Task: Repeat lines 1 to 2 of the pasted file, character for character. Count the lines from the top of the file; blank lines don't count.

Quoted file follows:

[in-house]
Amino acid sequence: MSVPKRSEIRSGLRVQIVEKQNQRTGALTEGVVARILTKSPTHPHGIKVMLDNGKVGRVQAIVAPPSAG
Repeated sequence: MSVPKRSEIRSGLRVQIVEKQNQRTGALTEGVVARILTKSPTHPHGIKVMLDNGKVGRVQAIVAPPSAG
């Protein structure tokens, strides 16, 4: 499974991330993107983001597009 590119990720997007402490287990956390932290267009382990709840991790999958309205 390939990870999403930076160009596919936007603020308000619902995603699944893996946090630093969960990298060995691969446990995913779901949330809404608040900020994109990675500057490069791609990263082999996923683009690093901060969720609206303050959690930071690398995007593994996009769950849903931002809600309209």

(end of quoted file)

[in-house]
Amino acid sequence: MSVPKRSEIRSGLRVQIVEKQNQRTGALTEGVVARILTKSPTHPHGIKVMLDNGKVGRVQAIVAPPSAG